In the year of 2006, Oxford students shun the awkward and shy University of Oxford student Oliver Quick (Barry Keoghan) because of his perceived lack of upper-class credentials and manners. Popular student and heartthrob Felix Catton (Jacob Elordi) is moved by the underdog, particularly after learning about his father’s history of drug abuse, and his broken upbringing. So he takes the apparently vulnerable boy under his wing, thus devoting his full care and attention. That raises a few eyebrows, with a fellow student warning Felix: “he buys his clothes from Oxfam”. But Felix is determined to make Oliver feel at home. He invites him to his family’s country house, called Saltburn, where he becomes fully immersed in the lavish, exotic, topsy-turvy world of the British upper class.
At Saltburn, Oliver meets Felix’s eccentric family: his stiff upper-lip father Sir James (Richard E. Grant), his sexy and extravagant mother Lady Elspeth (Rosamund Pike) and his equally beautiful and sexually liberated sister (Alison Oliver). Elspeth’s friend Pamela (Carey Mulligan) and Felix’s American cousin Farleigh (Archie Madekwe) are also an integral part of the seemingly endless celebrations. It is summer, and gorgeous weather prevails: “this is probably the hottest day of my life”, begrudges an elegantly-clad Elspeth, seemingly unaware that her heavy attire is contributing to the heat sensation.
Much like in Pier Paolo Pasolini’s Theorem (1968), the visitor wins over the heart of every member of the family. There is a lingering sexual tension. Audiences keep wondering whether this could morph into full-on seduction, as in the Italian film. At times, it seems that it is Oliver’s vulnerability that appeals to the family. Whatever the reason, they are all equally fascinated by the young man. The similarities with the 1960s’ classic do not stop here. They come full circle as Oliver’s real intentions begin to surface. Our protagonist isn’t as fragile and brittle as his nerdish, Mad-magazine face may suggest at first.
Sumptuous and elaborate parties ensue. Sir James wishes to throw a birthday celebration for Oliver with 100 or 200 guests (despite the fact that Oliver has no apparent real friends). Think of a very vanilla Salo, or the 100 Days of Sodom (Pasolini, 1975) with a very British taste. The wealth is vulgar and grotesque, the meals look repulsively garish (perhaps indeed a little faecal), the upper class manners are so heavily affected that the characters feel barely human. The sexuality is ardent and yet unrealised. Everyone looks hungry, raunchy and deeply unhappy. A disorderly order, a fragile equilibrium that Oliver is more than keen to challenge. Even if it all ends in tears. Or blood.
Oliver initiates a very tense sexual encounter with Farleigh, who refuses to abide by the rules that the outsider created. So Oliver convinces the family to evict the only person who has not fallen into his web of lies. This is when it all begins to take a turn for the worse. At one point, Oliver’s deceitful tactics nearly collapse. Felix finds out where his parents live and takes Oliver on a much undesired trip back home, where he finds out that his family are a rather standard middle-class, and there is not a sign of drug use and deeply dysfunctional behaviour. But Oliver manipulation techniques are very advanced. He begs Felix not to share the news with the rest of the family, sparing them the disappointment and confrontation. Our strangely seductive protagonist is prepared to take very extreme measures in order to retain control over every single one of te different members of the bizarre family.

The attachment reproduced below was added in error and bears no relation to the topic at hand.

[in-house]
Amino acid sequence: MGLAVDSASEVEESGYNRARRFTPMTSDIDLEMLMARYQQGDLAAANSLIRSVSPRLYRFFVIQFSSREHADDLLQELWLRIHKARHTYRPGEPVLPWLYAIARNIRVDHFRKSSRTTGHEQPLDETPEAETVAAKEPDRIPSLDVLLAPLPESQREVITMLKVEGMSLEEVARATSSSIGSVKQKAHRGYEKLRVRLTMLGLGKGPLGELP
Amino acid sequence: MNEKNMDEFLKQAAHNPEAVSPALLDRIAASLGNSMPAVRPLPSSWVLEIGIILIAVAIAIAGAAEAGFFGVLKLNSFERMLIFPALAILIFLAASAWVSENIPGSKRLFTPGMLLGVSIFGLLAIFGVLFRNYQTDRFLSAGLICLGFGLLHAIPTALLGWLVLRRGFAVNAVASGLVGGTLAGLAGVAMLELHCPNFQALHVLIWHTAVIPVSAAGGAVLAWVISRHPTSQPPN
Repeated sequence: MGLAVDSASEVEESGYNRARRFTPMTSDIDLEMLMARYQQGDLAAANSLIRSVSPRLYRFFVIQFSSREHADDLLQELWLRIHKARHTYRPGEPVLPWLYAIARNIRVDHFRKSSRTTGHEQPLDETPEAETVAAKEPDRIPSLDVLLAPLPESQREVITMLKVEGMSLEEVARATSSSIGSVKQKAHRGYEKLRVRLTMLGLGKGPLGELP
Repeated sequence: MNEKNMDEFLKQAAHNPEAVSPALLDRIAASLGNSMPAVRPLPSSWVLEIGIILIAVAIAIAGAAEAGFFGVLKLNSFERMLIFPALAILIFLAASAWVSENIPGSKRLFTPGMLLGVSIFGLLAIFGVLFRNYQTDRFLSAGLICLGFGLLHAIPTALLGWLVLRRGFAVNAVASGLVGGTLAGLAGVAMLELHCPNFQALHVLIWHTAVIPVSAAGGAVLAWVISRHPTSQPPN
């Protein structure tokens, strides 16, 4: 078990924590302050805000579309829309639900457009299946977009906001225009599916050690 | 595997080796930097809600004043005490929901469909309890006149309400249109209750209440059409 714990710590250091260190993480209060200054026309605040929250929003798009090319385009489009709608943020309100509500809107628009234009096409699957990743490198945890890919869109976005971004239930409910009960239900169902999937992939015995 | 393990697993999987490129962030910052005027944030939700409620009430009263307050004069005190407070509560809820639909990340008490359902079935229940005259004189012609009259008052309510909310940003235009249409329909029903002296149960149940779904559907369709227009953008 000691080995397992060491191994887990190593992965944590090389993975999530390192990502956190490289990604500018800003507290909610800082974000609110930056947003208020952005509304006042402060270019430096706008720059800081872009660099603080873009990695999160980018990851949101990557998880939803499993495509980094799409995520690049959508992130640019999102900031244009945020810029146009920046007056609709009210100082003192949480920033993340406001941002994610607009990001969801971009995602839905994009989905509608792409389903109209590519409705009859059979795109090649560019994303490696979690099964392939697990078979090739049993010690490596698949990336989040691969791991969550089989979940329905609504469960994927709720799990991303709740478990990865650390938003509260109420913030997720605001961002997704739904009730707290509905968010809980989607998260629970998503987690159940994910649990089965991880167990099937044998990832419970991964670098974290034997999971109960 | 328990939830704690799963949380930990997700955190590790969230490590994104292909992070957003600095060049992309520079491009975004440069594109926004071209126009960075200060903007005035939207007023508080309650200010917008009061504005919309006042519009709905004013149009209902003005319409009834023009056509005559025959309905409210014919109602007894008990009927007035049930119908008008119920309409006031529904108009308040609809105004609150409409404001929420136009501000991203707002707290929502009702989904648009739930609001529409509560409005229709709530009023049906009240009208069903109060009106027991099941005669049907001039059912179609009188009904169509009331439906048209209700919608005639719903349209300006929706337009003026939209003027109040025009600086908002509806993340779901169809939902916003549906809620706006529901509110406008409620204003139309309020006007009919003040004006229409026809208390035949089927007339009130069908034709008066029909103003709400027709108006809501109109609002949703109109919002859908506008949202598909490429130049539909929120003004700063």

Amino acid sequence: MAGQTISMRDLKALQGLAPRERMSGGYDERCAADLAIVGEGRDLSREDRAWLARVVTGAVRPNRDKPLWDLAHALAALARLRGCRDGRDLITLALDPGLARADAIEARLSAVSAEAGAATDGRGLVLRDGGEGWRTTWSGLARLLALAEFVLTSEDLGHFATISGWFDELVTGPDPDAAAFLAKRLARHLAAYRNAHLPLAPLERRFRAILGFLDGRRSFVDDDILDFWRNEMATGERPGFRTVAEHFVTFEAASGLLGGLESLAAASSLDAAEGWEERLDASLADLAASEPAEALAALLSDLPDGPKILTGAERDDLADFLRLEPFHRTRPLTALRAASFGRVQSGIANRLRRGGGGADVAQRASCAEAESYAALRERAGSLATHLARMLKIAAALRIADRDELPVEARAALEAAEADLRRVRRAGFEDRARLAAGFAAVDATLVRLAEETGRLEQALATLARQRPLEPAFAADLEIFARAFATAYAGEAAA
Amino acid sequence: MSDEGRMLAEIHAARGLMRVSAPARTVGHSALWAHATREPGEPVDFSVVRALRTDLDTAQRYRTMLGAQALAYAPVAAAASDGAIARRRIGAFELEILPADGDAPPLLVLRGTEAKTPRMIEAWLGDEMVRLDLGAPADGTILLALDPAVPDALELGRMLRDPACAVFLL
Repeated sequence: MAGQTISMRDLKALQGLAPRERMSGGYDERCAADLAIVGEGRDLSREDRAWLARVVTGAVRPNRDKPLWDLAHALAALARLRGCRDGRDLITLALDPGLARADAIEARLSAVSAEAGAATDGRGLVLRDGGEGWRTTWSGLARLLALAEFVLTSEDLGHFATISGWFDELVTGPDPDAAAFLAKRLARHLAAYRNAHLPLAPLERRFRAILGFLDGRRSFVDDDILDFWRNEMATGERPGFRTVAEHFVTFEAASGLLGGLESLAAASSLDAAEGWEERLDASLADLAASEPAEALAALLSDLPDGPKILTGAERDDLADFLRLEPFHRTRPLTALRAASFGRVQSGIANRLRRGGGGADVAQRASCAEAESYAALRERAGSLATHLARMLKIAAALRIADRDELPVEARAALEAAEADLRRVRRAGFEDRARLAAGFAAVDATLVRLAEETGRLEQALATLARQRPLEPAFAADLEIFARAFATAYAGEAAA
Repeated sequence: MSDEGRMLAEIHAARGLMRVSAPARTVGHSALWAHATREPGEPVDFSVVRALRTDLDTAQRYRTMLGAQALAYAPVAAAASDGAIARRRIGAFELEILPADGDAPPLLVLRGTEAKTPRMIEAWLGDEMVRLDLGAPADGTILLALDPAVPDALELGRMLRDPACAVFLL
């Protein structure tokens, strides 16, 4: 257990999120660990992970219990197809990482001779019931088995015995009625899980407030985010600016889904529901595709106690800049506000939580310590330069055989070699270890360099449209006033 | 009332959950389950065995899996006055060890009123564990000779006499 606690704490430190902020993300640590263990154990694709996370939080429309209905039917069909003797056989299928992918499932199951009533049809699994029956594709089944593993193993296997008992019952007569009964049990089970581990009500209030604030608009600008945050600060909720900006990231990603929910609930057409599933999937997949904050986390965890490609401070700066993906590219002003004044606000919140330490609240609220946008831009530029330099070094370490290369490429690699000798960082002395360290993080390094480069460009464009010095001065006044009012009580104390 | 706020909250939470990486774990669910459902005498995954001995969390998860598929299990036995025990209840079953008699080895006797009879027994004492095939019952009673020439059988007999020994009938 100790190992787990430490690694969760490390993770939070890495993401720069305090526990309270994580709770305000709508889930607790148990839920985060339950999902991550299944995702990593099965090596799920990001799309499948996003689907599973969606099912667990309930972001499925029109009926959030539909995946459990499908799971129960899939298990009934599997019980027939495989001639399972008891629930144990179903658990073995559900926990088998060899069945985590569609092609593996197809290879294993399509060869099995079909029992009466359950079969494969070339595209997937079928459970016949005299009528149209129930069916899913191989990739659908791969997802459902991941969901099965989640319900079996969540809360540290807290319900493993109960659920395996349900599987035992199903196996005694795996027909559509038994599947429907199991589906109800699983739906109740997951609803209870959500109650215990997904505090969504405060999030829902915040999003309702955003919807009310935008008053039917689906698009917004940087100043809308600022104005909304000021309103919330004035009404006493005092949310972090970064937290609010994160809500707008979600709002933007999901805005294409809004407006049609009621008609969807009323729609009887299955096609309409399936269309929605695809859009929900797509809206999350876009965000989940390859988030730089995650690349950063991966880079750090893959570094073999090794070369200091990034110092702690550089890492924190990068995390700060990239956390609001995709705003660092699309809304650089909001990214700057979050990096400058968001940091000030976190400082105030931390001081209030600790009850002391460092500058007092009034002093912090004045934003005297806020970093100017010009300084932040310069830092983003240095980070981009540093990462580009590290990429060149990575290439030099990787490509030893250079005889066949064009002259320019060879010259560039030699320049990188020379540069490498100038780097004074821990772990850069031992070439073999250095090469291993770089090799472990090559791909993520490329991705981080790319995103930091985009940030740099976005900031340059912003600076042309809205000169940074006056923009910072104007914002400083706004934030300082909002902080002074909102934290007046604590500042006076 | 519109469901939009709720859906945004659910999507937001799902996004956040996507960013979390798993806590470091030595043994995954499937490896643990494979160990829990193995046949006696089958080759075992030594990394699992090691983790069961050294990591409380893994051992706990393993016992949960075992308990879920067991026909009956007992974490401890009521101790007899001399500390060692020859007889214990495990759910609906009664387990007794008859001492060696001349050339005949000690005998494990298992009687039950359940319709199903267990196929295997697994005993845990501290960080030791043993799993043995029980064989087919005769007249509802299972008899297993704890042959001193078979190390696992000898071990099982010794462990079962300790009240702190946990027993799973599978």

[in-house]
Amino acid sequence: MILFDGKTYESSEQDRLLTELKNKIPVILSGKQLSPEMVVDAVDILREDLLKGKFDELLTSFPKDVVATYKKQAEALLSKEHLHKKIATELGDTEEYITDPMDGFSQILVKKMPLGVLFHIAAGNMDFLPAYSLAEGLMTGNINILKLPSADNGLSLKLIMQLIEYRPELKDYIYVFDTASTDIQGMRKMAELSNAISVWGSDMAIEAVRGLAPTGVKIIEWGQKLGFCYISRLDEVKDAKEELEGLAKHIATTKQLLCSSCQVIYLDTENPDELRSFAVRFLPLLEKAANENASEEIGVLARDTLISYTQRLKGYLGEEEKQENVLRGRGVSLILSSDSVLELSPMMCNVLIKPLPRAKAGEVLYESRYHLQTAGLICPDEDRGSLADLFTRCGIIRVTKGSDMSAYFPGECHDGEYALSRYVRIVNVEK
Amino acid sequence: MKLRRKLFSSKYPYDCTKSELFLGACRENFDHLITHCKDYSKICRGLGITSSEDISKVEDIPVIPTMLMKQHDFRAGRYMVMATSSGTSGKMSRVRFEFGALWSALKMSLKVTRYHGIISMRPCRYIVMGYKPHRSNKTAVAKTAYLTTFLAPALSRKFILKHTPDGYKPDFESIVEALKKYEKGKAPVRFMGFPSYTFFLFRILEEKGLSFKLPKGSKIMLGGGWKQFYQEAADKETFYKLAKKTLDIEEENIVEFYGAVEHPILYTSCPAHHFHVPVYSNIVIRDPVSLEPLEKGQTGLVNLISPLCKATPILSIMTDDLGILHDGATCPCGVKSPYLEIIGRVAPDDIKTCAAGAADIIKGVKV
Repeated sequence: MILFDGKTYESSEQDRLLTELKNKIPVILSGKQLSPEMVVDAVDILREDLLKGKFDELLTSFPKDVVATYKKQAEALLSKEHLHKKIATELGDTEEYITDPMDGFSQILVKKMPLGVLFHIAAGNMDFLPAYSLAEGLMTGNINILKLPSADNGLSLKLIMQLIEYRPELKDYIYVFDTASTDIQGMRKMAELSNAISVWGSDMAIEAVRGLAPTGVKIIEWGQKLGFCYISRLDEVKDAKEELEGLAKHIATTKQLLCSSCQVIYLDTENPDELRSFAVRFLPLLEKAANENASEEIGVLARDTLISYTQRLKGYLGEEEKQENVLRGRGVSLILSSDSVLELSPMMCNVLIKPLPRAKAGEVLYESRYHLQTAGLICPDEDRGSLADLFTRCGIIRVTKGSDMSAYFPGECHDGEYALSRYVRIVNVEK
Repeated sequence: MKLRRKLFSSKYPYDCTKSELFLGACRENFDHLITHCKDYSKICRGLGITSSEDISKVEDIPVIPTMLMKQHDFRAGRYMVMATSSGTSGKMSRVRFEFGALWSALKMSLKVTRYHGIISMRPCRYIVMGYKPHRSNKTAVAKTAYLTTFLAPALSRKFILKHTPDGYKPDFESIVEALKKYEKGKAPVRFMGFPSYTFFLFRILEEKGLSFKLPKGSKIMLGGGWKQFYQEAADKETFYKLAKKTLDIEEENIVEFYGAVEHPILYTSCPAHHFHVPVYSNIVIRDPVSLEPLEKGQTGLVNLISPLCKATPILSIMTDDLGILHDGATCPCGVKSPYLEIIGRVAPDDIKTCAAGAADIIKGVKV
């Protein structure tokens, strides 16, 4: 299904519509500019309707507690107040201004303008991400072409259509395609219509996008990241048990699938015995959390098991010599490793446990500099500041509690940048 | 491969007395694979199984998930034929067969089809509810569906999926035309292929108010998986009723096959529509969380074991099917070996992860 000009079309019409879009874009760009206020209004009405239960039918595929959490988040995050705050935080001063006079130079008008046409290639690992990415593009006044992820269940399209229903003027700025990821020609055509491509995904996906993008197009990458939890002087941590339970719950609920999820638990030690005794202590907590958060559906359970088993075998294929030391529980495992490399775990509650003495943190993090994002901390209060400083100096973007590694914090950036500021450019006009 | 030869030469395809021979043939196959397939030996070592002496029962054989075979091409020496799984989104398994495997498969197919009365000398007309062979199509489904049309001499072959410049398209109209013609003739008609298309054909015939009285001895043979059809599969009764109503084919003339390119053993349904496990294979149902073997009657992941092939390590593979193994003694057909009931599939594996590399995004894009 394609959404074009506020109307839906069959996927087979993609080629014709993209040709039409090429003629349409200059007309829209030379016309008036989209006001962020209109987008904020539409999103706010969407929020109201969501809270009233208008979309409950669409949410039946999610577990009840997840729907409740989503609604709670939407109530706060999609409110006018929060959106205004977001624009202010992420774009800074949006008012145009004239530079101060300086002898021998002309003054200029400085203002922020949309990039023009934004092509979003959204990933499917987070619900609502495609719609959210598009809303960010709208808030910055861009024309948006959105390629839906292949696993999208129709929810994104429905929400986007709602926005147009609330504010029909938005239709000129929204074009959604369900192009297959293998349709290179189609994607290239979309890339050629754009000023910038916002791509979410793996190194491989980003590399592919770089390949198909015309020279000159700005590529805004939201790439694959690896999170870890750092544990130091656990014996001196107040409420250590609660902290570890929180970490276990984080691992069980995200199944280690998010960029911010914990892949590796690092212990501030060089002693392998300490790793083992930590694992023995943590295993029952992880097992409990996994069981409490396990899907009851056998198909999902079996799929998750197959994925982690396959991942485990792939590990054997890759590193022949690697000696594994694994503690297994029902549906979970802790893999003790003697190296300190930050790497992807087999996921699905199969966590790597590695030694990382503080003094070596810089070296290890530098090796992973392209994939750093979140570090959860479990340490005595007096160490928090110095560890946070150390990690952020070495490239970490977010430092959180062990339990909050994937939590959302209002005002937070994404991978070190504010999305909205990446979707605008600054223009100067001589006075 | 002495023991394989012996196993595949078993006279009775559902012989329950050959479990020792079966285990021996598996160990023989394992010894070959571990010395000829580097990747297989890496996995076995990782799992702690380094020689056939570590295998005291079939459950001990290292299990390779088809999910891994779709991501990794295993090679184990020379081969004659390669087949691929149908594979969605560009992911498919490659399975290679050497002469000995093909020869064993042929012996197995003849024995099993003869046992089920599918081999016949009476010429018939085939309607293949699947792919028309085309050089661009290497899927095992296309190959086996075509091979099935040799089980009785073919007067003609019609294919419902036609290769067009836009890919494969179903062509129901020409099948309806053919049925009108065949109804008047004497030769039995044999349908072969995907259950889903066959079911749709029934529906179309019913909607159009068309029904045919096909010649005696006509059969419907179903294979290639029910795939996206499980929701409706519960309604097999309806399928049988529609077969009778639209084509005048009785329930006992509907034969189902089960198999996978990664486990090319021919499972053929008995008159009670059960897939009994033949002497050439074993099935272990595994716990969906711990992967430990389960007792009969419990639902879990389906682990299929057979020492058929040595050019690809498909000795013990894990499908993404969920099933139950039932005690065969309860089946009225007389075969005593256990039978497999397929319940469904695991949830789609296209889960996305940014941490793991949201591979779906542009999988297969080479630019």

This is a technically accomplished movie, with the finest top-drawer performances, impeccable production design and elegant cinematography, on a par with the British ostentatiousness it sets out to portray. The imagery is plush, the frame ratio is unusually near-square, providing the film with a distinctive cinema experience, a bizarre fantasy drama where the monsters are the lewd and manipulative human beings. On the other hand, Saltburn lacks a clear message. We never know whether it sets out to criticise or to celebrate upper-class values. While Felix’s family are indeed filthy rich and annoyingly clueless, they are the victims, and therefore our allegiance does at least partly lie with them. There is no pleasure in watching the rich eat. But there is no pleasure in eating the rich, either. Ultimately, Fennel is not the hyperpolitical, transgressive Pasolini. While visually enrapturing, Saltburn is not particularly sexy and audacious, either, and the queer element is hardly innovative. All the sexual tension gets diluted in an overambitious narrative, which culminates in a film lasting 127 interminable minutes. Despite taking place in the sultry summer repleted with salacious characters, not for a minute did the hit of the season leave me feeling hot and horny.
Saltburn is in cinemas on Friday, November 17th.